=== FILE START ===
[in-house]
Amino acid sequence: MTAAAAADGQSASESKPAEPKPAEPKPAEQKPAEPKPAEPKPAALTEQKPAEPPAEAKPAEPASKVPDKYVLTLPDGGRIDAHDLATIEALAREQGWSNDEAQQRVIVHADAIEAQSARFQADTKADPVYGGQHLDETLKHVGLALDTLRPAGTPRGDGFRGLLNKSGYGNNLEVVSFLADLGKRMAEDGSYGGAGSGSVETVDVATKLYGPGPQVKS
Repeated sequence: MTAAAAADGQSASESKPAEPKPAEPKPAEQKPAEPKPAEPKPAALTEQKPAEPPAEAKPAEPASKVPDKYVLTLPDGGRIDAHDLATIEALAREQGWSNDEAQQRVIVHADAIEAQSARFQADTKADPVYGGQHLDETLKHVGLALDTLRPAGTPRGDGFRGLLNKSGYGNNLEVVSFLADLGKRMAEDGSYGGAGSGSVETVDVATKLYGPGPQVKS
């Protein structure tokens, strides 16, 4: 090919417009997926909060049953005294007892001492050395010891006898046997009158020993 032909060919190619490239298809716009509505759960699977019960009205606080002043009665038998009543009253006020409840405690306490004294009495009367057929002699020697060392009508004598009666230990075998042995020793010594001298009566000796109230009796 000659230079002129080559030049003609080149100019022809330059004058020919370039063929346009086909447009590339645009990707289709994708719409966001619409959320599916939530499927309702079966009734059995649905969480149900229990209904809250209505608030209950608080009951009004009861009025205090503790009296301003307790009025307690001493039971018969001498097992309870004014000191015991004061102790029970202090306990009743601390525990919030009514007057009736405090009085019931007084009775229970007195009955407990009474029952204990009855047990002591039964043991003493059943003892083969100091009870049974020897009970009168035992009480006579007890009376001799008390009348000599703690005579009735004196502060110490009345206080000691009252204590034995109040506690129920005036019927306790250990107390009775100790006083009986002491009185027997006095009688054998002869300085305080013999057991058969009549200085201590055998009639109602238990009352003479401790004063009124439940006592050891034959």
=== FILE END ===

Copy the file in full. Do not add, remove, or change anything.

[in-house]
Amino acid sequence: MTAAAAADGQSASESKPAEPKPAEPKPAEQKPAEPKPAEPKPAALTEQKPAEPPAEAKPAEPASKVPDKYVLTLPDGGRIDAHDLATIEALAREQGWSNDEAQQRVIVHADAIEAQSARFQADTKADPVYGGQHLDETLKHVGLALDTLRPAGTPRGDGFRGLLNKSGYGNNLEVVSFLADLGKRMAEDGSYGGAGSGSVETVDVATKLYGPGPQVKS
Repeated sequence: MTAAAAADGQSASESKPAEPKPAEPKPAEQKPAEPKPAEPKPAALTEQKPAEPPAEAKPAEPASKVPDKYVLTLPDGGRIDAHDLATIEALAREQGWSNDEAQQRVIVHADAIEAQSARFQADTKADPVYGGQHLDETLKHVGLALDTLRPAGTPRGDGFRGLLNKSGYGNNLEVVSFLADLGKRMAEDGSYGGAGSGSVETVDVATKLYGPGPQVKS
């Protein structure tokens, strides 16, 4: 090919417009997926909060049953005294007892001492050395010891006898046997009158020993 032909060919190619490239298809716009509505759960699977019960009205606080002043009665038998009543009253006020409840405690306490004294009495009367057929002699020697060392009508004598009666230990075998042995020793010594001298009566000796109230009796 000659230079002129080559030049003609080149100019022809330059004058020919370039063929346009086909447009590339645009990707289709994708719409966001619409959320599916939530499927309702079966009734059995649905969480149900229990209904809250209505608030209950608080009951009004009861009025205090503790009296301003307790009025307690001493039971018969001498097992309870004014000191015991004061102790029970202090306990009743601390525990919030009514007057009736405090009085019931007084009775229970007195009955407990009474029952204990009855047990002591039964043991003493059943003892083969100091009870049974020897009970009168035992009480006579007890009376001799008390009348000599703690005579009735004196502060110490009345206080000691009252204590034995109040506690129920005036019927306790250990107390009775100790006083009986002491009185027997006095009688054998002869300085305080013999057991058969009549200085201590055998009639109602238990009352003479401790004063009124439940006592050891034959």